Original publication: March 2018
Author: Carmen-Paz Marti, Seconded National Expert
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Fisheries in Mauritania and the European Union

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Geography and geopolitics

Mauritania’s official name is the Islamic Republic of Mauritania. The country is one of two Islamic republics in Africa, the other being The Gambia. It is located in North-West Africa, in the Sahel (Map 1). It has a total area of 1 030 700 square kilometres.

Sahel (from the Arabic word meaning flat land) is the name given to a belt of land in Africa that marks the transition between the Sahara to the north, and the Sudanese Savannah, with its substantial levels of rainfall, to the south. It extends from the Atlantic in the west to the Red Sea in the east. The area defined as being part of the Sahel varies substantially, generally including the land to the south of the Sahara.Map 1: The Sahel

With a 754 km coastline, the Atlantic Ocean forms Mauritania’s western frontier. To the southwest, the Senegal River forms an 813 km border with Senegal. The country’s longest border (2 237 km) separates it from Mali to the east and south-east. Mauritania also borders Algeria (a 463 km border) to the north-east and Western Sahara (a 1 561 km border) to the north and north-west (Map 2). In 1976, Mauritania occupied the southern third of Western Sahara but withdrew in 1979.

Map 2: Geography of Mauritania


Precipitation is very low and generally does not exceed 100 millimetres per year. The Sahara desert occupies almost the whole country, with the exception of a narrow coastal area. In spite of this, the coastal area is known as the Atlantic Coastal Desert. Rainfall is almost nonexistent, but the fog brought about by the Canary Current in the Atlantic Ocean provides some moisture which allows lichen and other plants that require little water to grow. To the south of Mauritania, a savannah of acacia forest is the predominant ecosystem. Since the 1960s, the Sahara desert has been spreading progressively, due to intensive and recurrent droughts. These repeated droughts forced Mauritania to develop its interest in the fisheries sector from the 1970s onwards.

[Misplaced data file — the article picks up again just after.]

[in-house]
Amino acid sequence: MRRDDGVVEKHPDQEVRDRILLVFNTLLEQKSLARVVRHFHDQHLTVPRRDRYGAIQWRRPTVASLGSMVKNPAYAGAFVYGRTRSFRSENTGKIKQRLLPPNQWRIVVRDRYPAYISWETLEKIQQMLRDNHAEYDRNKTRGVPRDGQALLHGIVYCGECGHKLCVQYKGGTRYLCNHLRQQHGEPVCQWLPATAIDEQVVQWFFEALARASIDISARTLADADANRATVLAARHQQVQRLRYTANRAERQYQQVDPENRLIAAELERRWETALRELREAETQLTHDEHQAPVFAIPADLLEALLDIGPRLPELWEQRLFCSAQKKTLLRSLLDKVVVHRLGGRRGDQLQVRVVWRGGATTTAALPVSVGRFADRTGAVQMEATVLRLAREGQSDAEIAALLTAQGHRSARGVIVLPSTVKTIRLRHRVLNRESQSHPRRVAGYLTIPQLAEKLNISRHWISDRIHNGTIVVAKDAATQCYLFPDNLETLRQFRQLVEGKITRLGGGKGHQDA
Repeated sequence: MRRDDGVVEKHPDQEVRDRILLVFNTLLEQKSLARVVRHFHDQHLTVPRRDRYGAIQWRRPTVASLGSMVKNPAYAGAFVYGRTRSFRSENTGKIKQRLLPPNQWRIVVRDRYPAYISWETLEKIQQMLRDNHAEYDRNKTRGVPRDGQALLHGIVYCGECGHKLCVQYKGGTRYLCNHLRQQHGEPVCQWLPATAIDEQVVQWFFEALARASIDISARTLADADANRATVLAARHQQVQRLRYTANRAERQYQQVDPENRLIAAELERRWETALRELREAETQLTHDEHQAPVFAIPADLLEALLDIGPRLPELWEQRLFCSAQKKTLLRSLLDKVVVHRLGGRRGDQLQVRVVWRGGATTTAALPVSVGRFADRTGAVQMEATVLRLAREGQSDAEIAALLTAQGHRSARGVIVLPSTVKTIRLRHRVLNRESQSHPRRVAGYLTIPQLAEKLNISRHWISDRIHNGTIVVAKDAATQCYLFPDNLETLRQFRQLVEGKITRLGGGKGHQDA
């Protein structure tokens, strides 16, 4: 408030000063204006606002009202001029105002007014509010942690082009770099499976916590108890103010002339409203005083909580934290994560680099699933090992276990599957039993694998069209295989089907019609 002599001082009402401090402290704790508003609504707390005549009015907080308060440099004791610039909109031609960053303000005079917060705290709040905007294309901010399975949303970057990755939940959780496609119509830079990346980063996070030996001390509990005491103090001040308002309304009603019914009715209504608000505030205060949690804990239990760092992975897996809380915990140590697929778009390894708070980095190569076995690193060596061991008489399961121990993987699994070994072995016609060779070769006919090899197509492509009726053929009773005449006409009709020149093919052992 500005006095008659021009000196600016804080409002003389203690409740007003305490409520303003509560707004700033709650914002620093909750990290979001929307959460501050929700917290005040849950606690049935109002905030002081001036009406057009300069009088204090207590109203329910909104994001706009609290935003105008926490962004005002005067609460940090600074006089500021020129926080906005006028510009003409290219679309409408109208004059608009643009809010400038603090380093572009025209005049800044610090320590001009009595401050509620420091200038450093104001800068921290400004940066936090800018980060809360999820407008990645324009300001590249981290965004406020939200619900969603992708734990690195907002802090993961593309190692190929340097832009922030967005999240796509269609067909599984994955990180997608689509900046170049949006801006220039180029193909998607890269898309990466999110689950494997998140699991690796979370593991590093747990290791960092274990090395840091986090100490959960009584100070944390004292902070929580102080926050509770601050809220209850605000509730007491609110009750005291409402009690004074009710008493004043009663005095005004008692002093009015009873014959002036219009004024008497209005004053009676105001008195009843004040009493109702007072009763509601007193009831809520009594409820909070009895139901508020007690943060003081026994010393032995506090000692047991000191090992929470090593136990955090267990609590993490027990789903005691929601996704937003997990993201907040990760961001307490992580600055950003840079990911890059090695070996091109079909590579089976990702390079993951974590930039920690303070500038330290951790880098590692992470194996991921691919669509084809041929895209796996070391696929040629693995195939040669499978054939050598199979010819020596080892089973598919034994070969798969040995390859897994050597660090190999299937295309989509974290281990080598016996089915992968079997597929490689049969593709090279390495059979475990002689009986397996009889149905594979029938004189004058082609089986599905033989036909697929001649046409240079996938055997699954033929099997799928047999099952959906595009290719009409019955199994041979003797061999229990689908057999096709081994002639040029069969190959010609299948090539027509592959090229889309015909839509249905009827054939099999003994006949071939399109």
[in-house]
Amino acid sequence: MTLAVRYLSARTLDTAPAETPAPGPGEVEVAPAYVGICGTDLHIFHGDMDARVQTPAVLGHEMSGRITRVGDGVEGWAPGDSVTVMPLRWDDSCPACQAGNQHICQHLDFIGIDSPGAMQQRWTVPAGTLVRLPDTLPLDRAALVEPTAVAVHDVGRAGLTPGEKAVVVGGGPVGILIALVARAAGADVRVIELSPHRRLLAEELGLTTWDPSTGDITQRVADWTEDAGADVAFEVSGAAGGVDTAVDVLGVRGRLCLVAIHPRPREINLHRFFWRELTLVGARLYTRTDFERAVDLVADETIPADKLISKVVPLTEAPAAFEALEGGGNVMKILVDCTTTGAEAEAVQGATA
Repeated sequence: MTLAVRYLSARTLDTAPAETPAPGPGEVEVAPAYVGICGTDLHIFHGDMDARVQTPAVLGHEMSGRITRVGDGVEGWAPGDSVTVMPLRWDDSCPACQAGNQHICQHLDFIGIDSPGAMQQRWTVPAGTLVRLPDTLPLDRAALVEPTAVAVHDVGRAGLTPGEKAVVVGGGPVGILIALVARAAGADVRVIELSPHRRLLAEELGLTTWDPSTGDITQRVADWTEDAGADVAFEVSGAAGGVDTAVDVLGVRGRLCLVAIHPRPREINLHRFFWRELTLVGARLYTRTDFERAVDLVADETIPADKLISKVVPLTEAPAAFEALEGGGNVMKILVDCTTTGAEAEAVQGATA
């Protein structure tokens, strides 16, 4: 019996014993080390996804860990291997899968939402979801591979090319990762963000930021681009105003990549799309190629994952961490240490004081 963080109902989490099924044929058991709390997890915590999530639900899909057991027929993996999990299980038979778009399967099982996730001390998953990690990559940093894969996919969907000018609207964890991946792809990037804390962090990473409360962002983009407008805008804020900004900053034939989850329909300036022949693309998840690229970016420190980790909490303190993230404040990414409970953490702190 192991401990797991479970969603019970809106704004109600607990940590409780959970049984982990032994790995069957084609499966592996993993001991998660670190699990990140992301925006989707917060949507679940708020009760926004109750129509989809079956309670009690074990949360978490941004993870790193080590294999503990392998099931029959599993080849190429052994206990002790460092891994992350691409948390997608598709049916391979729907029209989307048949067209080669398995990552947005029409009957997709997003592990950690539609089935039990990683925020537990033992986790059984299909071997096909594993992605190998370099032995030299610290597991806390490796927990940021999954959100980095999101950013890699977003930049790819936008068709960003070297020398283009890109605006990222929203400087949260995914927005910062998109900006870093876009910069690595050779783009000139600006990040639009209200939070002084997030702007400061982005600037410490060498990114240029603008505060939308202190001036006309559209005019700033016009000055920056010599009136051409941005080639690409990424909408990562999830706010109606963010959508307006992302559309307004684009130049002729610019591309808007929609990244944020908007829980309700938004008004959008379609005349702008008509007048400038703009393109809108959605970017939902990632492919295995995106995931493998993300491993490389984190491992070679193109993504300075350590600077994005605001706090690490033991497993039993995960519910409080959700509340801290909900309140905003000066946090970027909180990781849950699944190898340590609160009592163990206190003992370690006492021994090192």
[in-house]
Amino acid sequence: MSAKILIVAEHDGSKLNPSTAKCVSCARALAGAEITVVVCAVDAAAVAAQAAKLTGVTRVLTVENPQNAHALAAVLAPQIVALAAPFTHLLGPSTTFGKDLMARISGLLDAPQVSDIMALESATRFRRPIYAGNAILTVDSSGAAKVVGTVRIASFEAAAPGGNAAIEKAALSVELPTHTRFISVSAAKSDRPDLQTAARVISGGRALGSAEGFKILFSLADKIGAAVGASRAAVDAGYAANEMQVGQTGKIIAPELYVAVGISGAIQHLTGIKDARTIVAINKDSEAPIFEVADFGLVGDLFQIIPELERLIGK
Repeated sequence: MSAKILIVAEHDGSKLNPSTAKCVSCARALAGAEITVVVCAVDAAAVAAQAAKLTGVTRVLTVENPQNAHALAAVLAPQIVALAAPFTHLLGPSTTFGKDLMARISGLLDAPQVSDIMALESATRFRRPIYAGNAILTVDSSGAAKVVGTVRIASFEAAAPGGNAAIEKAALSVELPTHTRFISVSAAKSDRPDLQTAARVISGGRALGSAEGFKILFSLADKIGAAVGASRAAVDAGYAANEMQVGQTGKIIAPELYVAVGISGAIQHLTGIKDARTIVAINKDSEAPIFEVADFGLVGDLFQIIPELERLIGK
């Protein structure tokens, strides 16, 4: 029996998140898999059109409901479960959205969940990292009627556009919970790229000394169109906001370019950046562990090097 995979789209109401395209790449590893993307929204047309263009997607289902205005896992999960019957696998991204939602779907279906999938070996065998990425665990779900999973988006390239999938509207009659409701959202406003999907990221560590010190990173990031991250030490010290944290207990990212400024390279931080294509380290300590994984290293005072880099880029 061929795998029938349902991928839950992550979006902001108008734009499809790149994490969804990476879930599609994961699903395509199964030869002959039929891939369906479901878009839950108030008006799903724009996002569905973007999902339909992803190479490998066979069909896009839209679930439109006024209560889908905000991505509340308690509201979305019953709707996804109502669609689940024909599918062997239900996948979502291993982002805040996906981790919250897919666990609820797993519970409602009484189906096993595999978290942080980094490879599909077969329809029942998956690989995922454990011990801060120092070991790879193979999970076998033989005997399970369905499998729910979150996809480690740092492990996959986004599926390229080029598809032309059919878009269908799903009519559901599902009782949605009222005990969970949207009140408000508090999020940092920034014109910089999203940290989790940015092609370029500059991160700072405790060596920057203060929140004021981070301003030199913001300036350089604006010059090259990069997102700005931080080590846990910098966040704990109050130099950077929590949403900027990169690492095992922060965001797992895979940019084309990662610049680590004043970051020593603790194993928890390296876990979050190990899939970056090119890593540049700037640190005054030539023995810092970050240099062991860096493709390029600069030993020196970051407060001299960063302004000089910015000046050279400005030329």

The country’s highest point is 910 m above sea level, at Kediet ej Jill, near to the border with Western Sahara and the lowest point is 5 m below sea level, at the salt pans of Sebkhet Te-n-Dghamcha to the north of Nouakchott.

Mauritania is part of the Maghreb (‘land of the setting sun’), a region located in northern Africa and the western part of the Arab world corresponding to the Arab-Berber cultural area that lies between the Mediterranean Sea, the Sahel belt and Egypt (Map 3). In 1989 an attempt to bring about political and economic integration was initiated with the creation of the Arab Maghreb Union (UMA).

Map 3: Maghreb


Climate change

Like the rest of the Sahel region, Mauritania is part of the group of countries that have not contributed significantly to global CO2 emissions, but will be hit very hard by the consequences. Rising temperatures in the Sahel will have devastating consequences if action is not taken.

Built in the 1950s to house 8 000 people, the city of Nouakchott now has over one million inhabitants. A combination of rising sea levels, the erosion of coastal areas, the destruction of mangrove swamps and flooding means that more than 80 % of the city could be under water within 10 to 20 years.


Order No 88/120 of 1988 defines the territorial waters, contiguous zone and Exclusive Economic Zone (EEZ) of Mauritania. Mauritania’s EEZ is bordered to the north by the waters of Western Sahara at Ras Nouadhibou (latitude 20° 36’ N); to the south by the EEZ of Senegal (parallel 16° 04’ N); and to the west by the EEZ of Cape Verde. These limits have not been contested. Mauritania’s EEZ therefore covers an area of 234 000 km2, of which around 16 % corresponds to the continental shelf.

Between Ras Nouadhibou and Cap Timiris, the continental shelf extends 80 miles from the coast, whereas to the south it only extends 30 miles.

The 39 000 km2 continental shelf offers a great diversity of fishery resources. Approximately 600 species have been identified, 200 of which can be commercially exploited.

The Mauritanian waters are highly productive because they are very rich in fishery resources due to nutrients carried by the Canary Current and cold water upwelling.

Productivity varies over the course of the year. It is generally higher in May and June, and particularly in October and November. It remains at a higher and more constant level in the northern zone, from Ras Nouadhibou to Cap Timiris.